I for one, suck at saving cash. The prospect of an awesome holiday isn’t enough to stop me from dropping a few hundred dollars on a pair of pants. Nor does the allusive vision of one day owning my own home ever inhibit a late and costly night out. But there is hope for the financially unrestrained and numerically challenged among us. Welcome to the world of money saving and tracking apps. There are plenty out there, but here are five that are simple yet effective.
#1 Cost Track
This app is beautiful for its simplicity and essentially works like a neater, better looking Excel spreadsheet. You enter your income or what you’re willing to spend for the day, week or month then add income or deduct expenses accordingly. The really awesome thing with Cost Track is that you can add images, voice recordings, notes, icons, places and times to your spending and earning, which makes the list interactive and engaging. You can export sheets and even change currencies if you’re overseas.
This app was created by the Australian Securities and Investments Commission (ASIC), a government body responsible for regulating the country’s corporate, markets and financial services. It’s simple, but that’s a fine thing, because it’s also very clear. You start by setting a spending cycle, a start date and a spending limit. You can switch on functions like “need/want” that allow you to mark items as either necessity or desirable, and easily classify items into well-defined categories and sub-categories.
#3 Good Budget
This app leans on a trusty old method of money saving, that is, syphoning off specific amounts into envelopes for later use. Good Budget invites you to designate digital envelopes for life’s various transactions, as well as for saving. A black line appears on each envelope to denote the day, providing real-time updates of how you’re tracking against your set budgeting period. It’s a gentle reminder of what is (or isn’t) left in your coffee fund, for example, and a great visual aid if you’re traditionally hostile to numbers stuff.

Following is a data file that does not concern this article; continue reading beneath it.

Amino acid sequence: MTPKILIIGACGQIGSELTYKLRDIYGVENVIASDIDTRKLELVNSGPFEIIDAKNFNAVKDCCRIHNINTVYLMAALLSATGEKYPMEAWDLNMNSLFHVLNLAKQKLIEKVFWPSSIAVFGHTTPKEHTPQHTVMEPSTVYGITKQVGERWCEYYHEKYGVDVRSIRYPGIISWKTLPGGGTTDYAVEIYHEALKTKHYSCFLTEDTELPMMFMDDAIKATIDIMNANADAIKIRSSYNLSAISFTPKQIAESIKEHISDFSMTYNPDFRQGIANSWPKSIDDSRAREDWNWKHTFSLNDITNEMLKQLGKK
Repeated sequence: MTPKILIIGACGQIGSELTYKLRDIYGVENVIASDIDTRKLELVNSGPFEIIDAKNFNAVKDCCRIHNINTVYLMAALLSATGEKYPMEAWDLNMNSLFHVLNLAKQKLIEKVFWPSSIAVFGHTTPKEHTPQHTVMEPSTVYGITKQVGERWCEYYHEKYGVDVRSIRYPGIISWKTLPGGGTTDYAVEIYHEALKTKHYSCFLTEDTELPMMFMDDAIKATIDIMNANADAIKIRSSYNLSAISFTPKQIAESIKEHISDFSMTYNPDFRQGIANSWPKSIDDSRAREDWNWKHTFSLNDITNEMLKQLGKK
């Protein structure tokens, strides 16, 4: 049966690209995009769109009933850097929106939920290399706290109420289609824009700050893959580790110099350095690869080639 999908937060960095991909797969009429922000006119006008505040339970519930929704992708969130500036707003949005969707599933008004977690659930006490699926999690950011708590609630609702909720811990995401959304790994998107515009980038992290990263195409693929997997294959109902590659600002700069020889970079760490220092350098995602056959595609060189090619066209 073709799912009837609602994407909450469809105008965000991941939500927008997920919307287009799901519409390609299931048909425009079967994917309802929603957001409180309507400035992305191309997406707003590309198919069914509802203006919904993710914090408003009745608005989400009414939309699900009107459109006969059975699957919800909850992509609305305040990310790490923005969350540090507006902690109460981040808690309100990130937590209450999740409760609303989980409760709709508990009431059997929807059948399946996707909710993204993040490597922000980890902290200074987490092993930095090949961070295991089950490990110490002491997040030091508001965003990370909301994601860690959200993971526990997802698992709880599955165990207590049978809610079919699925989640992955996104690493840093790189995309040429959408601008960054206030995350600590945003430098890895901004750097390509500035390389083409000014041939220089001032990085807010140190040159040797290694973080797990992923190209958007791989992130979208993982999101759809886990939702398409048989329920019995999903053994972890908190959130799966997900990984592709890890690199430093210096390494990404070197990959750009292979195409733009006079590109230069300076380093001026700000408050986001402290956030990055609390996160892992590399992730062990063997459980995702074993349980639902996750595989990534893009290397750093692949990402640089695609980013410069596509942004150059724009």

This nifty app pulls together information from all your Australian bank accounts, credit cards and financial institutions to give you a single, unified view of your spending. There are easy-to-understand graphs and charts which provide a convenient and holistic view of what’s happening with your money. You can also customise pretty much everything by modifying colour codes, adding notes and locations, or uploading images to each transaction. Pocketbook also detects recurring deductions and spending – think bills and income – and can alert you to anomalies should they arise. Clever huh?
This app is a must-have for anyone who enjoys eating out with friends but hates dividing the bill after. Groupee lets you work out exactly how the bill should be split and ensures that your mate Steve actually pays for the cannoli he vehemently denies scoffing. You can sign up with Facebook, save credit card details and host or join bills that require splitting.
Image Source: Pay With Groupee.